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Accessible Art Web site - Null ALT text


From: Adam Alonzo
Date: Dec 19, 2001 10:52AM

> There are a number of places where there is an image associated with a link
> or title, where the alt text simply repeats the text of the link or title,
> for example the ACCESSIBILITY, CREDITS and CONTACT links at the bottom of
> http://tours.daytonartinstitute.org/accessart/ . I wonder if it might not
> be repetitive to a screen reader user? Taking the view that these images
> add something only for sighted readers who download images, would it be
> better to use null alt text for these? Or would that violate some
> recommendation?


Thanks for your feedback. Right or wrong, I would never use null ALT
text, preferring instead to identify every image in some way. In most
cases, the ALT text places the image within the context of the page
("Guided Tours" for example) rather than describing what the image
looks like, since all graphics are described elsewhere:


As you pointed out, this often has a repetitive effect for visitors who
use screen readers. I welcome their feedback, but only one such user
has inquired about it so far. When I explained the purpose of the ALT
text, he accepted it.

In answer to your question about violating recommendations, I used
the Web Accessibility Initiative's Web Content Accessibility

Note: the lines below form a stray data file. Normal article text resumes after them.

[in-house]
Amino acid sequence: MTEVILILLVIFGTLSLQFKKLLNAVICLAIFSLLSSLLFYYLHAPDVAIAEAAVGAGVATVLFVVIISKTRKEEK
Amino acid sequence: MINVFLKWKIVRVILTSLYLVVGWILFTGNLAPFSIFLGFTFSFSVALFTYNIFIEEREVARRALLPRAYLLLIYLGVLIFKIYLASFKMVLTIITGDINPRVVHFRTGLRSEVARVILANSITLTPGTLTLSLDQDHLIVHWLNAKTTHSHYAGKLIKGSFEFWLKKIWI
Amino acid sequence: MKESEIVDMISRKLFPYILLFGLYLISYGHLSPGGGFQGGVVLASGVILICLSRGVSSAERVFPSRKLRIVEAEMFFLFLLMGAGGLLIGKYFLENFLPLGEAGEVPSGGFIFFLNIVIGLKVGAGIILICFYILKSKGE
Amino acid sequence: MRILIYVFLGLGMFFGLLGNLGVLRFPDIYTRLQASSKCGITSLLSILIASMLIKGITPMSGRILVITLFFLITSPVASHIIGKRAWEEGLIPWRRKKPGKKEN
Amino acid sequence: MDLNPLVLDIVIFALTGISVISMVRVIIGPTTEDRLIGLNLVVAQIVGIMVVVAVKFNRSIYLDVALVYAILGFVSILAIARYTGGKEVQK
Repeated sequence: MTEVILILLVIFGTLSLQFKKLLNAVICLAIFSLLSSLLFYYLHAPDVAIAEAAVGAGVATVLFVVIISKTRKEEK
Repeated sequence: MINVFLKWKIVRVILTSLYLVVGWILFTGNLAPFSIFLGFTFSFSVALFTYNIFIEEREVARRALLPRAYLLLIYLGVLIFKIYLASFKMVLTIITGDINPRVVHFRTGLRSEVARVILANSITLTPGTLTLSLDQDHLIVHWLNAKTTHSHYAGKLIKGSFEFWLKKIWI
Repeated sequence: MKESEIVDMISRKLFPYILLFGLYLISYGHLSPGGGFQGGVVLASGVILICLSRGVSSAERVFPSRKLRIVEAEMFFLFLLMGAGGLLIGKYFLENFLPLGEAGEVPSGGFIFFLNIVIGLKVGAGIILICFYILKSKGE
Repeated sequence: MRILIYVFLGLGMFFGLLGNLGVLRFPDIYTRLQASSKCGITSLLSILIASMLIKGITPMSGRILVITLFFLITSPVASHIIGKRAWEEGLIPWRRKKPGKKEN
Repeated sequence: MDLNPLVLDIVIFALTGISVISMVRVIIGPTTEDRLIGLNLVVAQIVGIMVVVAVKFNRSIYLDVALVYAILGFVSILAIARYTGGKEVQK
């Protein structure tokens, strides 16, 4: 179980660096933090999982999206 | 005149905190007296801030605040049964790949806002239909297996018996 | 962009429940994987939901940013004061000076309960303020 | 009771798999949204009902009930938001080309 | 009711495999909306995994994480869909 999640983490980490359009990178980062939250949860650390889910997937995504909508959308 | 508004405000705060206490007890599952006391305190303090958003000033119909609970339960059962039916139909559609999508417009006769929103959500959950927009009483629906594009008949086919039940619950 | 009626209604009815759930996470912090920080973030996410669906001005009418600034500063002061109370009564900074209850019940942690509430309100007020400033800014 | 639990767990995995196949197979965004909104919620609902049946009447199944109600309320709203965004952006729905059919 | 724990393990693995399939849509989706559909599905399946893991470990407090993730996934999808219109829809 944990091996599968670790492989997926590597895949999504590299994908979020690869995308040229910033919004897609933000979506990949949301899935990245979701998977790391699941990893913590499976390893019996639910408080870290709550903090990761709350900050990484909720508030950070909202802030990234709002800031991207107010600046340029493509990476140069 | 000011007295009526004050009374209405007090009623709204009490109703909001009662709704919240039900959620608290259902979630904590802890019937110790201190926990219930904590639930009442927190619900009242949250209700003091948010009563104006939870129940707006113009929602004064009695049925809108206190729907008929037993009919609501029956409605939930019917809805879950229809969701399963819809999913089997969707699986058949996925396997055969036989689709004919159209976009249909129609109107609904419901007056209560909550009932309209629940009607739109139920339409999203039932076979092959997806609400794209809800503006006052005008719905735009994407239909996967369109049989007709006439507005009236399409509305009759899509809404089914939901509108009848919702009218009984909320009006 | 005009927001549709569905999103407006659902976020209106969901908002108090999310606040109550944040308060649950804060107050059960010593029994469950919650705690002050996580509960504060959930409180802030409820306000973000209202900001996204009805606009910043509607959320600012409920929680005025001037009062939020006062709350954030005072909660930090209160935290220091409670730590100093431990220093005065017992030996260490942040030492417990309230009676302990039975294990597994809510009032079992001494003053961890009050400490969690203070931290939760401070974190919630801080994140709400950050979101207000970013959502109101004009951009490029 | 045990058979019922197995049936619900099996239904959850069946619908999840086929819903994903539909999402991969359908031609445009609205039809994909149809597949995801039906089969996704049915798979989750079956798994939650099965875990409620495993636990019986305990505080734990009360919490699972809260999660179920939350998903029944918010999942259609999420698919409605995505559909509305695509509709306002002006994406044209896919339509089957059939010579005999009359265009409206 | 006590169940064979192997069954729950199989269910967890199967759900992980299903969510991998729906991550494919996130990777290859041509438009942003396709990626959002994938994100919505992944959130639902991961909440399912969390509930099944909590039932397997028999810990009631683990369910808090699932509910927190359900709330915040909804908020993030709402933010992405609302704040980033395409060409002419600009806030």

Guidelines as the accessibility standard for this site. Under its
first guideline about providing text equivalents, it states:

"Text equivalents must be provided for logos, photos, submit
buttons, applets, bullets in lists, ASCII art, and all of
the links within an image map as well as invisible images
used to lay out a page."


While it does suggest using an asterisk as ALT text for a graphical
bullet, I haven't found a reference to the practice of null text.

Other accessibility guidelines may make different recommendations.
For instance, the Access Board's guidelines (Section 508) state:

" . . . text descriptions are limited to those elements that
provide information required for comprehension of content
or those used to facilitate navigation. Web page authors
often utilize transparent graphics for spacing. Adding a
text description to these elements will produce unnecessary
clutter for users of screen readers. For such graphics, an
empty ALT attribute is useful."


I suppose it comes down to which standard you choose to follow,
and how you interpret the significance of the graphics.

Thanks again,

Adam Alonzo
Accessible Arts! Coordinator
Office of Disability Services
Wright State University
3640 Colonel Glenn Highway
Dayton, Ohio 45435-0001
(937) 775-5806